Unconfined by traditional discipline boundaries the issue will include carbon quantum dots, carbon nanotubes, and (nano)diamonds in the fields of electroanalysis, spectroscopy, and separation sciences. Recently there has been significant development in this area of research and now is an ideal time to have a special issue dedicated to recent advances.

Communications, full papers and review articles are welcomed, if you are interested in submitting a paper for this themed issue please contact us to let us know.

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EUROPT[R]ODE XIII Conference Registration Now Open

Registration is now open for the EUROPT[R]ODE XIII Conference taking place the University of Graz, Austria on the 20th – 23rd March, 2016.

Sponsored by Analyst, the biannual EUROPT[R]ODE conference is one of the major conference series on optical sensors. Since 1992, the EUROPT[R]ODE conference has been a forum for scientists and engineers from academia, research institutes and industry from all over the world.

We hope to see you there!

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Uncoiling collagen using advanced computers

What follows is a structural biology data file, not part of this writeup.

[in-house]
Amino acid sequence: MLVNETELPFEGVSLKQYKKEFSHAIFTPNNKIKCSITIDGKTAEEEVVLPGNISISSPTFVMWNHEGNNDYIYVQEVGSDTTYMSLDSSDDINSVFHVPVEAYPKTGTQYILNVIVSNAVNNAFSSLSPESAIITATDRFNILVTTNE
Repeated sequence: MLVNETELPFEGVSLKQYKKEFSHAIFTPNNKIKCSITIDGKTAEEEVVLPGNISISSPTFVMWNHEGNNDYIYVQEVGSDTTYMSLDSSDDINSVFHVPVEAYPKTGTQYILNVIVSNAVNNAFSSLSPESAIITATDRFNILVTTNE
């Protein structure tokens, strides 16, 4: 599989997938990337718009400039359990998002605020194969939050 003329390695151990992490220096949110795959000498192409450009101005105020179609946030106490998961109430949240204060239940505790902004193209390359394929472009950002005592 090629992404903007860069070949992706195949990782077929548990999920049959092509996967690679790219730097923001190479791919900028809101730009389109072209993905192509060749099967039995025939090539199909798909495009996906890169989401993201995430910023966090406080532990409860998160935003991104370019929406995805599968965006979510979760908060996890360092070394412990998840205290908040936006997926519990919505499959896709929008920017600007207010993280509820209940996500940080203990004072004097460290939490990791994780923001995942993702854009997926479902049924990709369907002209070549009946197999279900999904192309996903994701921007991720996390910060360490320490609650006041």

Written by Fiona Gillespie for Chemistry World

Graphical Abstract
British and French researchers have used modern computing power to enhance mass spectrometry and analyse an extremely complex collagen molecule in a short time scale.

Two-dimensional Fourier transform ion cyclotron resonance mass spectrometry (2D FT-ICR MS), developed in the 1980s, links the mass-to-charge ratios of precursors and fragments in complex samples. Compared to tandem mass spectrometry, 2D FT-ICR MS does not require isolated precursors and shows better resolution. Its applications have been limited, however, due to a lack of sophisticated computers.

Read the full article in Chemistry World >>>


H. J. Simon, M. A. van Agthoven, P. Y. Lam, F. Floris, L. Chiron, M.-A. Delsuc, C. Rolando, M. P. Barrow and P. B. O’Connor
Analyst, 2016, Advance Article
DOI: 10.1039/C5AN01757B, Paper

Do you fancy submitting an article to Analyst? Why not submit to us here today or alternatively email us with your suggestions!